British Account of the Battle of Monmouth Court House
July 4, 1778
General Clinton's dispatches will acquaint you of an action on the 28th June, of which our Battalion bore the principal part. Lee, acquainted with the temper of our present Commander, laid a snare which perfectly succeeded. The hook was undisguised with a bait, but the impetuosity of Clinton swallowed it.... The Grenadiers were ordered to march to the heights of which the Rebels were already possessed; such a march I may never again experience. We proceeded five miles in a road composed of nothing but sand which scorched through our shoes with intolerable heat; the sun beating on our heads with a force scarcely to be conceived in Europe, and not a drop of water to assuage our parching thirst; a number of soldiers were unable to support the fatigue, and died on the spot. A Corporal who had by some means procured water, drank to such excess as to burst and expired in the utmost torments. Two became raving mad, and the whole road, strewed with miserable wretches wishing for death, exhibited the most shocking scene I ever saw.
At length we came within reach of the enemy who cannonaded us very briskly, and afterwards marching through a cornfield saw them drawn up behind a morass on a hill with a rail fence in front and a thick wood on their left filled with their light chosen troops. We rose on a small hill commanded by that on which they were posted in excellent order, when judge of my inexpressible surprise, General Clinton himself appeared and crying out 'Charge, Grenadiers, never heed forming'; we rushed on amidst the heaviest fire I have yet felt. It was no longer a contest for bringing up our respective companies in the best order, but all officers as well as soldiers strove who could be foremost, to my shame I speak it. I had the fortune to find myself after crossing the swamp with three officers only, in the midst of a large body of Rebels who had been driven out of the wood by the 1st Battalion of Grenadiers, accompanied by not more than a dozen men who had been able to keep up with us; luckily the Rebels were too intent on their own safety to regard our destruction.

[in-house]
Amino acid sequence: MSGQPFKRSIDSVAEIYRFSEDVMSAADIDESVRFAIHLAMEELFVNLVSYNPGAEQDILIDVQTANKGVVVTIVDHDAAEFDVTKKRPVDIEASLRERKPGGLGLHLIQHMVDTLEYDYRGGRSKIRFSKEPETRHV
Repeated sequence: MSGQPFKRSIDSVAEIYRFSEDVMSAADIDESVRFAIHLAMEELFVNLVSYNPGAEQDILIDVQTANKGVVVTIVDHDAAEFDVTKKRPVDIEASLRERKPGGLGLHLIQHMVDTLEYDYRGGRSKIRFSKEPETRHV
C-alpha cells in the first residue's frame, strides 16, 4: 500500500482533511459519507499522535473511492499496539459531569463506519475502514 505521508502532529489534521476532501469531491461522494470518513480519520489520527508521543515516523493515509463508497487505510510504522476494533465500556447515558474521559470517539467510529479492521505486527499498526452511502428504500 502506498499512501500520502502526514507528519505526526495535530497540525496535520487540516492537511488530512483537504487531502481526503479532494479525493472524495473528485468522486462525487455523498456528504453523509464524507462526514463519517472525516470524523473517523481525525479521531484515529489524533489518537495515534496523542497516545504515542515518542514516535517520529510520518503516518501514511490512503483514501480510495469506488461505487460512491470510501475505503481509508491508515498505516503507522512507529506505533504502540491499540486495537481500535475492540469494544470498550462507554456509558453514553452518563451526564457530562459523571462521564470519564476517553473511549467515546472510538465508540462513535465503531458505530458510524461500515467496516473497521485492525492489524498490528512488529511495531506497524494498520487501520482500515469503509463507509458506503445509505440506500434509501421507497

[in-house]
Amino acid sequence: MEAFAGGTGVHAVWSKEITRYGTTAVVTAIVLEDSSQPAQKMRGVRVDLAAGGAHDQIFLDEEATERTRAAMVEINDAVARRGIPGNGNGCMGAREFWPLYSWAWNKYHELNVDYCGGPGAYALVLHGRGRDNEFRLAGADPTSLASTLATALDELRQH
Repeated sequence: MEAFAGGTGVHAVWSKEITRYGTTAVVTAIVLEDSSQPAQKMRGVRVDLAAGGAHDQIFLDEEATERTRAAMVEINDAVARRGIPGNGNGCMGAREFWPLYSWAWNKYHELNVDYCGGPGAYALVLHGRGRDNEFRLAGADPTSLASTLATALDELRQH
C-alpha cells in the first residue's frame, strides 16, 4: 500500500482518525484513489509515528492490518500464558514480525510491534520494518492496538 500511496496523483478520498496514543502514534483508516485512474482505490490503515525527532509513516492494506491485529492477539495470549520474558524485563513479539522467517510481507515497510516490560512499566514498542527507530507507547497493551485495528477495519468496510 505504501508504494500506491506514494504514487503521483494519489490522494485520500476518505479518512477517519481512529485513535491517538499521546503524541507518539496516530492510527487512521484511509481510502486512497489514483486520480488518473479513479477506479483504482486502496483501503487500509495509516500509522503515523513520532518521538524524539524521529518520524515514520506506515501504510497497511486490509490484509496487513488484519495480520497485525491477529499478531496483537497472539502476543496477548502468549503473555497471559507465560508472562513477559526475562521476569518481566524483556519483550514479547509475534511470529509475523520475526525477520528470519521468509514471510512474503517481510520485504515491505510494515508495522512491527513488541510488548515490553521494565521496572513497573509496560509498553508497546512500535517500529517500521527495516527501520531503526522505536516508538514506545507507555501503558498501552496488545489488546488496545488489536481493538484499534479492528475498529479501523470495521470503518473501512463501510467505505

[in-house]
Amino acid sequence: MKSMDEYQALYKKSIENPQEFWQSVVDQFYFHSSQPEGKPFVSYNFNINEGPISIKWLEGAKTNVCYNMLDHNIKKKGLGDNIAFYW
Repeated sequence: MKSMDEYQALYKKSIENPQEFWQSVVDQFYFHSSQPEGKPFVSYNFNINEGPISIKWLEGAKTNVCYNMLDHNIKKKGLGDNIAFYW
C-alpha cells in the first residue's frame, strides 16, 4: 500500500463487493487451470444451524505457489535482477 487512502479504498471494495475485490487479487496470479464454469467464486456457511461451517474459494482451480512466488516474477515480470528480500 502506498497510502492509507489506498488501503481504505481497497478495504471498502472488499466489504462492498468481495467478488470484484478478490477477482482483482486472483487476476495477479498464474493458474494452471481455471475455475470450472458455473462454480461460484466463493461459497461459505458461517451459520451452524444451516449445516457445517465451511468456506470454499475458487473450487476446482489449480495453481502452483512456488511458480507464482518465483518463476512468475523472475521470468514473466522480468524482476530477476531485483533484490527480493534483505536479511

The column which we routed in this disorderly manner consisted of 4000, the force on our side not more than 800. In the mean time the pursuit of this column brought us on their main Army led by Washington, said by deserters to be 16,000. With some difficulty we were brought uner the hill we had gained, and the most terrible cannonade ensued and lasted for above two hours, at the distance of 600 yards. The shattered remains of our Battalion being under cover of our hill suffered little, but from thirst and heat of which several died, except some who preferred the shade of some trees in the direct range of shot to the more horrid tortues of thirst.
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